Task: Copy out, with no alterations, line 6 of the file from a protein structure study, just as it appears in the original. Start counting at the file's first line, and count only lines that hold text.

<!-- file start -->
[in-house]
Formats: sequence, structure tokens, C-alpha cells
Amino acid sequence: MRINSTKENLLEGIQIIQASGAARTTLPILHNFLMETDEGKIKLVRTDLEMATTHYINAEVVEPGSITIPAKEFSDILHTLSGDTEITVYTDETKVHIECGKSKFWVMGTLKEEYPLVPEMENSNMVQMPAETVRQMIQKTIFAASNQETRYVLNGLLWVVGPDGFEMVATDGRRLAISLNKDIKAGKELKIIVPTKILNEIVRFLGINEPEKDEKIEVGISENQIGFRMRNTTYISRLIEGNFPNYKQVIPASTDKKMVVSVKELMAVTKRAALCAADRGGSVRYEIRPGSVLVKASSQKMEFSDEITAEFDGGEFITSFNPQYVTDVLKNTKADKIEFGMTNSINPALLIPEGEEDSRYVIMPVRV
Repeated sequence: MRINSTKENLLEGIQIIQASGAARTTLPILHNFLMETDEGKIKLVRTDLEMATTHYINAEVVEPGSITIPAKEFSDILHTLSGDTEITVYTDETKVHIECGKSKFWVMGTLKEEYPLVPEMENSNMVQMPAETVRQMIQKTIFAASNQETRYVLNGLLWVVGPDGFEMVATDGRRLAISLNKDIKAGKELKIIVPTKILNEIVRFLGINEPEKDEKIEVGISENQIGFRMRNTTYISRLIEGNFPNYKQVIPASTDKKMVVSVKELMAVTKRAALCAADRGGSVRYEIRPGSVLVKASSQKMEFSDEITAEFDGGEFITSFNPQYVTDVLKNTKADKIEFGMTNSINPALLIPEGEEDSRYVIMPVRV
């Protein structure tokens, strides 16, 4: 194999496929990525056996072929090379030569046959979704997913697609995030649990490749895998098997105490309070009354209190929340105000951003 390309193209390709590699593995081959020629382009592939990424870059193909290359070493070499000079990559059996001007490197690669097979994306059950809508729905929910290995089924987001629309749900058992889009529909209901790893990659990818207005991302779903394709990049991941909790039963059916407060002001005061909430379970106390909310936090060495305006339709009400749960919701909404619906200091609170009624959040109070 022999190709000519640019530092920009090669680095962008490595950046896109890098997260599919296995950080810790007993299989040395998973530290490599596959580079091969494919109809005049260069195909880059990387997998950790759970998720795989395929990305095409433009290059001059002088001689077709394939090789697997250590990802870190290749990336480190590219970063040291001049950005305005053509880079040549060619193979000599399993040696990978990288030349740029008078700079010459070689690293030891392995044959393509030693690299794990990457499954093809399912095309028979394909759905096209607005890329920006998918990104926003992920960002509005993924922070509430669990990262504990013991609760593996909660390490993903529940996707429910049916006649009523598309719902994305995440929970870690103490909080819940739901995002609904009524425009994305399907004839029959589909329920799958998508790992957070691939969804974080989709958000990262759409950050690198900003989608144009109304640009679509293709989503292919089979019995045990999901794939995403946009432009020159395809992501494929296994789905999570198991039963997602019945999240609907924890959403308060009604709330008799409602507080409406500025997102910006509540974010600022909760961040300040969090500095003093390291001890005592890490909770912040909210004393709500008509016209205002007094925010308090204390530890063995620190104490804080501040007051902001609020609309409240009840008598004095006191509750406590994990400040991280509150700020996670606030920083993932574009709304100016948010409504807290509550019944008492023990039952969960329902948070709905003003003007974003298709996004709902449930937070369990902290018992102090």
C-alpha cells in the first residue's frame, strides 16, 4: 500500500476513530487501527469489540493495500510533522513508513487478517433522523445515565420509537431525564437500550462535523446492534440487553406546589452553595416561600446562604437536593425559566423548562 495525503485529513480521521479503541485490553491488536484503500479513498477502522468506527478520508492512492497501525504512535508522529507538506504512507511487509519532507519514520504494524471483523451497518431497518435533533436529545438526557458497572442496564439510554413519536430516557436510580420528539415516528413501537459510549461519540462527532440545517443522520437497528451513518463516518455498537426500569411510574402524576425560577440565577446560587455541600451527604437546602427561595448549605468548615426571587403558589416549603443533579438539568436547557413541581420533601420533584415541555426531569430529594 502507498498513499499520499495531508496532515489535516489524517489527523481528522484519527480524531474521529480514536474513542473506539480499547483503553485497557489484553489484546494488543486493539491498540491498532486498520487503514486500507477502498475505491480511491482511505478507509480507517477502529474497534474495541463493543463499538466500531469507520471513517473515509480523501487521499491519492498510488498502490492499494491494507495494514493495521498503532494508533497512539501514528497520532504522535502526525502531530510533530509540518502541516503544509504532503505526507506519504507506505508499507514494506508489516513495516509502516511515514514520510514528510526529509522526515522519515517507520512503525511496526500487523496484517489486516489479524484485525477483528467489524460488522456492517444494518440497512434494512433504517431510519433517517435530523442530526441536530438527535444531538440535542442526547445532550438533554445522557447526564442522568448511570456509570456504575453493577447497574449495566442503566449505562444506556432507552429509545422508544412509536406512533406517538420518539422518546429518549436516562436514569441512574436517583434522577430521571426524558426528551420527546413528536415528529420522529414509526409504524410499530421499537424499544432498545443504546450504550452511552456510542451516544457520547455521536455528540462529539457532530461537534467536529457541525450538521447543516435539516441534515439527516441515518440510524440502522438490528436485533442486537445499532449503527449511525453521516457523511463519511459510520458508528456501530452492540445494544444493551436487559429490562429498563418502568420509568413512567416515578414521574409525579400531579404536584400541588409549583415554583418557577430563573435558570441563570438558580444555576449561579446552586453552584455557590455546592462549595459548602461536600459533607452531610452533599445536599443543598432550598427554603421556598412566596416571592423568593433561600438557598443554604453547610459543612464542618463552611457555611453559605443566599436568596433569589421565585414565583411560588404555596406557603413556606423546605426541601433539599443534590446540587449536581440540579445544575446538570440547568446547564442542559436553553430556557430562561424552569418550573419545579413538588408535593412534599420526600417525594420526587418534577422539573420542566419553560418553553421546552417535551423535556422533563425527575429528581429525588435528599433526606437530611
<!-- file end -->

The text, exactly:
C-alpha cells in the first residue's frame, strides 16, 4: 500500500476513530487501527469489540493495500510533522513508513487478517433522523445515565420509537431525564437500550462535523446492534440487553406546589452553595416561600446562604437536593425559566423548562 495525503485529513480521521479503541485490553491488536484503500479513498477502522468506527478520508492512492497501525504512535508522529507538506504512507511487509519532507519514520504494524471483523451497518431497518435533533436529545438526557458497572442496564439510554413519536430516557436510580420528539415516528413501537459510549461519540462527532440545517443522520437497528451513518463516518455498537426500569411510574402524576425560577440565577446560587455541600451527604437546602427561595448549605468548615426571587403558589416549603443533579438539568436547557413541581420533601420533584415541555426531569430529594 502507498498513499499520499495531508496532515489535516489524517489527523481528522484519527480524531474521529480514536474513542473506539480499547483503553485497557489484553489484546494488543486493539491498540491498532486498520487503514486500507477502498475505491480511491482511505478507509480507517477502529474497534474495541463493543463499538466500531469507520471513517473515509480523501487521499491519492498510488498502490492499494491494507495494514493495521498503532494508533497512539501514528497520532504522535502526525502531530510533530509540518502541516503544509504532503505526507506519504507506505508499507514494506508489516513495516509502516511515514514520510514528510526529509522526515522519515517507520512503525511496526500487523496484517489486516489479524484485525477483528467489524460488522456492517444494518440497512434494512433504517431510519433517517435530523442530526441536530438527535444531538440535542442526547445532550438533554445522557447526564442522568448511570456509570456504575453493577447497574449495566442503566449505562444506556432507552429509545422508544412509536406512533406517538420518539422518546429518549436516562436514569441512574436517583434522577430521571426524558426528551420527546413528536415528529420522529414509526409504524410499530421499537424499544432498545443504546450504550452511552456510542451516544457520547455521536455528540462529539457532530461537534467536529457541525450538521447543516435539516441534515439527516441515518440510524440502522438490528436485533442486537445499532449503527449511525453521516457523511463519511459510520458508528456501530452492540445494544444493551436487559429490562429498563418502568420509568413512567416515578414521574409525579400531579404536584400541588409549583415554583418557577430563573435558570441563570438558580444555576449561579446552586453552584455557590455546592462549595459548602461536600459533607452531610452533599445536599443543598432550598427554603421556598412566596416571592423568593433561600438557598443554604453547610459543612464542618463552611457555611453559605443566599436568596433569589421565585414565583411560588404555596406557603413556606423546605426541601433539599443534590446540587449536581440540579445544575446538570440547568446547564442542559436553553430556557430562561424552569418550573419545579413538588408535593412534599420526600417525594420526587418534577422539573420542566419553560418553553421546552417535551423535556422533563425527575429528581429525588435528599433526606437530611